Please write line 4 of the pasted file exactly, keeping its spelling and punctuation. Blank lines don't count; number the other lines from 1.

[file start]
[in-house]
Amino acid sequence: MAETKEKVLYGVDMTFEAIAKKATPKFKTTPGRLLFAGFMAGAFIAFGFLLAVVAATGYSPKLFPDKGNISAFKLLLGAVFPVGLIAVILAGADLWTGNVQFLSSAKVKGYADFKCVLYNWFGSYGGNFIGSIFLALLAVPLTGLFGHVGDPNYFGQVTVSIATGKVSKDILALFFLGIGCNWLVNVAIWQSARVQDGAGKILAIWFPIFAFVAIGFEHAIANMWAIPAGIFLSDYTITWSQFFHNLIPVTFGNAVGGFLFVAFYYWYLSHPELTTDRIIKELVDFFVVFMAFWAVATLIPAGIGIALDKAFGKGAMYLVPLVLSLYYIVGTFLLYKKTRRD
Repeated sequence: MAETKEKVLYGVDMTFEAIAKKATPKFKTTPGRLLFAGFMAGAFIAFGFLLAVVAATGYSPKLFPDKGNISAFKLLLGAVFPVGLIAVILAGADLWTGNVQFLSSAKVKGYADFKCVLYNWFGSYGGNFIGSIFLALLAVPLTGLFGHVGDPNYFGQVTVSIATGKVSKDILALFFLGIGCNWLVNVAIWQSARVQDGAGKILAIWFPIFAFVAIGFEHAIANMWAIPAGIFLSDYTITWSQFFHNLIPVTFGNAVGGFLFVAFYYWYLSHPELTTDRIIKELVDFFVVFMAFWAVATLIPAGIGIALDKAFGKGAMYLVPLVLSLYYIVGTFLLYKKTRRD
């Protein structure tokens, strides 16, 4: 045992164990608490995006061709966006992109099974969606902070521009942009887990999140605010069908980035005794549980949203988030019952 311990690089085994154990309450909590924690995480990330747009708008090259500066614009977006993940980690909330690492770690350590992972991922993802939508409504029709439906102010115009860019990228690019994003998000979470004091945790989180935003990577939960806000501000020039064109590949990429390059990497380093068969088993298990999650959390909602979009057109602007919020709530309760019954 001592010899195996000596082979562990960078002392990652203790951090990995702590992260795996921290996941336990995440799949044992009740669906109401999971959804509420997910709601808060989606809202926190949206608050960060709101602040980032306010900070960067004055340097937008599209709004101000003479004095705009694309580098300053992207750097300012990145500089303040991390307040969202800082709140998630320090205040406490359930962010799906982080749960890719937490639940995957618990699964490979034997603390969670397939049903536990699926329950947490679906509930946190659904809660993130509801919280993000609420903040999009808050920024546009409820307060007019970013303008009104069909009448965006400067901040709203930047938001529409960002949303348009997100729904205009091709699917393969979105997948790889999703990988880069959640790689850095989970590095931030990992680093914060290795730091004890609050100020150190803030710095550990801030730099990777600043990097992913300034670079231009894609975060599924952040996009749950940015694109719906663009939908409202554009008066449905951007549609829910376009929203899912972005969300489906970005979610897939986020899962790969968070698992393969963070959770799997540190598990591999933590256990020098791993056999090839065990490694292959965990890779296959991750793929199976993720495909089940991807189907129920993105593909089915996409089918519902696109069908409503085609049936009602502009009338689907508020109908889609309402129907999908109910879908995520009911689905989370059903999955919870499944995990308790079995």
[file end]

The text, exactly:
């Protein structure tokens, strides 16, 4: 045992164990608490995006061709966006992109099974969606902070521009942009887990999140605010069908980035005794549980949203988030019952 311990690089085994154990309450909590924690995480990330747009708008090259500066614009977006993940980690909330690492770690350590992972991922993802939508409504029709439906102010115009860019990228690019994003998000979470004091945790989180935003990577939960806000501000020039064109590949990429390059990497380093068969088993298990999650959390909602979009057109602007919020709530309760019954 001592010899195996000596082979562990960078002392990652203790951090990995702590992260795996921290996941336990995440799949044992009740669906109401999971959804509420997910709601808060989606809202926190949206608050960060709101602040980032306010900070960067004055340097937008599209709004101000003479004095705009694309580098300053992207750097300012990145500089303040991390307040969202800082709140998630320090205040406490359930962010799906982080749960890719937490639940995957618990699964490979034997603390969670397939049903536990699926329950947490679906509930946190659904809660993130509801919280993000609420903040999009808050920024546009409820307060007019970013303008009104069909009448965006400067901040709203930047938001529409960002949303348009997100729904205009091709699917393969979105997948790889999703990988880069959640790689850095989970590095931030990992680093914060290795730091004890609050100020150190803030710095550990801030730099990777600043990097992913300034670079231009894609975060599924952040996009749950940015694109719906663009939908409202554009008066449905951007549609829910376009929203899912972005969300489906970005979610897939986020899962790969968070698992393969963070959770799997540190598990591999933590256990020098791993056999090839065990490694292959965990890779296959991750793929199976993720495909089940991807189907129920993105593909089915996409089918519902696109069908409503085609049936009602502009009338689907508020109908889609309402129907999908109910879908995520009911689905989370059903999955919870499944995990308790079995």